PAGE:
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J Lipid Res. 1992 Jul;33(7):957-74.

Computational sequence analysis revisited: new databases, software tools, and the research opportunities they engender.

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National Center for Biotechnology Information, National Library of Medicine, National Institutes of Health, Bethesda, MD 20894.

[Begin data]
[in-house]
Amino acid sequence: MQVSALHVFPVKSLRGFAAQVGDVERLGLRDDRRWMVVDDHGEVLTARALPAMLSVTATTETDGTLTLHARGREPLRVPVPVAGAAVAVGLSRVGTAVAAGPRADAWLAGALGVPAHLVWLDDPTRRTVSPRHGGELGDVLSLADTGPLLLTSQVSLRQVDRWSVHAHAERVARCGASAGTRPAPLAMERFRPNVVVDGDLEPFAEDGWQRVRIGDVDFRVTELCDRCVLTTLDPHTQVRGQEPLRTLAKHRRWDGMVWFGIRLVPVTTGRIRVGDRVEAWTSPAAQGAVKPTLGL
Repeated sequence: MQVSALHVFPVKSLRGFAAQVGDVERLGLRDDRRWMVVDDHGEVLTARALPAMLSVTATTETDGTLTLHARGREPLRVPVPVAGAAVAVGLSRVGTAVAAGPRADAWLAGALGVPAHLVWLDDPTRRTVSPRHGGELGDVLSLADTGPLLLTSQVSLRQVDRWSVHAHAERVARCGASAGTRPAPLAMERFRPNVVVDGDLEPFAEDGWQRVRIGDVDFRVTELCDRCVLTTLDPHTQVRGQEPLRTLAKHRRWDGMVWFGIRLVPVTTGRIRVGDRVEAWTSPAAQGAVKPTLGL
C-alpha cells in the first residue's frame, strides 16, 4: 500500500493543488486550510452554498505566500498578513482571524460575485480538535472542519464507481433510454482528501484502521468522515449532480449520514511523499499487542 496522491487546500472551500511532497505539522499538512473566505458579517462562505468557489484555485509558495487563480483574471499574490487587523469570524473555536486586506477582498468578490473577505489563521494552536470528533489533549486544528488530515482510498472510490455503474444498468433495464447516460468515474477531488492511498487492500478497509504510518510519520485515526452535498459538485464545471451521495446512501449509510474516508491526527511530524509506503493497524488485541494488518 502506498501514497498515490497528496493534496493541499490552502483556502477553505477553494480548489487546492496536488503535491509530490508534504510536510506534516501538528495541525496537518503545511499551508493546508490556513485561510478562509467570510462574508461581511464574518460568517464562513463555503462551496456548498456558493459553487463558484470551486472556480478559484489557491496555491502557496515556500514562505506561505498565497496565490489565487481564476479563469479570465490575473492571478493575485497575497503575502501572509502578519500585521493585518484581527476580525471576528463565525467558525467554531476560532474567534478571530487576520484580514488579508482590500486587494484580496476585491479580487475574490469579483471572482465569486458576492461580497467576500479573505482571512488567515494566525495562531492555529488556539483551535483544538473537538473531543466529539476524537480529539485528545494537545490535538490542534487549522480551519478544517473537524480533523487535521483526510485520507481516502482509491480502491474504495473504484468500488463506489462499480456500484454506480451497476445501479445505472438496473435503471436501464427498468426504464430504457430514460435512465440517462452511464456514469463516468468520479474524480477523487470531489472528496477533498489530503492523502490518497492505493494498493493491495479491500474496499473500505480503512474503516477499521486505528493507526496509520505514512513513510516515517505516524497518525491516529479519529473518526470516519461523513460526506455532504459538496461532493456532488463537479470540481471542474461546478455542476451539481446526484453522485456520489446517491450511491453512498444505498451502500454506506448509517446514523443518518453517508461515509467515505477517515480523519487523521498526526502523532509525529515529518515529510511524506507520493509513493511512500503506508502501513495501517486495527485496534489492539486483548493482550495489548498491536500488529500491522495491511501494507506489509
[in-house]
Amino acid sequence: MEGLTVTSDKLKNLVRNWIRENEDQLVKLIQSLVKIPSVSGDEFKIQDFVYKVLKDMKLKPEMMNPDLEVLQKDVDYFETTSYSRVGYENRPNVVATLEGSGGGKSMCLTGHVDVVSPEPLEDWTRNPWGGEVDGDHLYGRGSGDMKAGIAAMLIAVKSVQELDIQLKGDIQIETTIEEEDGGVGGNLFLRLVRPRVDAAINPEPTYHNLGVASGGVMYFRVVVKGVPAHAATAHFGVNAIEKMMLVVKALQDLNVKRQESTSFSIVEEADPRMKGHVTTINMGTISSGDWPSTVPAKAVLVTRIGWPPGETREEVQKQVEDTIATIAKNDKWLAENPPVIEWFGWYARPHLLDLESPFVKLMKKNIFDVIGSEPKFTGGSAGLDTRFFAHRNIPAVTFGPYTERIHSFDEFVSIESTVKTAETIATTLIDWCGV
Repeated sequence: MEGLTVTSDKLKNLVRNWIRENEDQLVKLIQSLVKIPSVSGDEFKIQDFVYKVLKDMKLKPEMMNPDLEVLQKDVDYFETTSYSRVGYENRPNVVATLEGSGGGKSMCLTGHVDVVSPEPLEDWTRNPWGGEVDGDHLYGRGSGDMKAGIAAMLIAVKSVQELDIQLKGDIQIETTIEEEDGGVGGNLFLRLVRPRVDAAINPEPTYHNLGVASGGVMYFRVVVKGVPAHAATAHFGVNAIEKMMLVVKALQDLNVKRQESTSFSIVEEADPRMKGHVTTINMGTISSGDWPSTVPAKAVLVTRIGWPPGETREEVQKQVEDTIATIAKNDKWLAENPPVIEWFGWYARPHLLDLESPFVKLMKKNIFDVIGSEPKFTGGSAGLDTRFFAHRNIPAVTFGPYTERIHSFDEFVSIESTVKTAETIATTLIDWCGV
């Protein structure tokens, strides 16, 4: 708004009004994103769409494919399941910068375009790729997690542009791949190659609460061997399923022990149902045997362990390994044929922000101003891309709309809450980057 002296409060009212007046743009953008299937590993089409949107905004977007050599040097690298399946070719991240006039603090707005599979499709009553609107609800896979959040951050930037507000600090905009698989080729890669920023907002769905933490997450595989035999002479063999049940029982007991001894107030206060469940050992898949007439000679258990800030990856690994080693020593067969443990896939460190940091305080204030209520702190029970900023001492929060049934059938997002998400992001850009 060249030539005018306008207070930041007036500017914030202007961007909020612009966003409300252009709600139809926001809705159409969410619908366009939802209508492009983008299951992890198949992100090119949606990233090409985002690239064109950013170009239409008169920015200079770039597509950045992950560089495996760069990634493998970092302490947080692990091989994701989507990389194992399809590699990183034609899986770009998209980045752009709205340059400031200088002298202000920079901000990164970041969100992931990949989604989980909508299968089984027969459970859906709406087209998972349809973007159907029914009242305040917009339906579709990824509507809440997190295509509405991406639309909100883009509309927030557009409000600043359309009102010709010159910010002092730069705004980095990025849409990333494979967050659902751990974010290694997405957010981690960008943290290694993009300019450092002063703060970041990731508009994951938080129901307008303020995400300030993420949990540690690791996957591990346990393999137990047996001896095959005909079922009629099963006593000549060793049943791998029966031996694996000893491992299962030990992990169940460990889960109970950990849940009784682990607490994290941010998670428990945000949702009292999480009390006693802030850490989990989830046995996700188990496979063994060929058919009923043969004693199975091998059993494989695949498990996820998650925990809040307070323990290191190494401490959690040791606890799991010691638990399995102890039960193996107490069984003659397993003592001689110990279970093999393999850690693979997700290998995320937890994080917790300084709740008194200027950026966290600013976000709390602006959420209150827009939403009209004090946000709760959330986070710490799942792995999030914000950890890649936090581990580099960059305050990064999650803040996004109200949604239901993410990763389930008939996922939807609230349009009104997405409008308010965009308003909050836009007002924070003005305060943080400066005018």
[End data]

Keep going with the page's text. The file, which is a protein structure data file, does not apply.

The increasing quantity and complexity of sequences and structural data for proteins and nucleic acids create both problems and opportunities for biomedical researchers. Fortunately, a new generation of practical computer tools for data analysis and integrated information retrieval is emerging. Recent developments in fast database searching, multiple sequence alignment, and molecular modeling are discussed and windows-based, mouse-driven software for CD-ROM and network information retrieval are described. Each method is illustrated with a practical example pertinent to lipid research. In particular, the connection among cholesteryl ester transfer protein, bactericidal permeability-increasing protein, and lipopolysaccharide-binding proteins is determined; novel repetitive sequence motifs in mammalian farnesyltransferase subunits and related yeast prenyltransferases are derived; biochemical insights from a three-dimensional model of human apolipoprotein D based on two insect lipocalins are discussed; the relationship between apolipoprotein D and gross cystic disease fluid protein from human breast is reviewed; and prospects for modeling apolipoprotein E-related proteins are described. In addition, information on a number of general and special-purpose sequence, motif, and structural databases is included.

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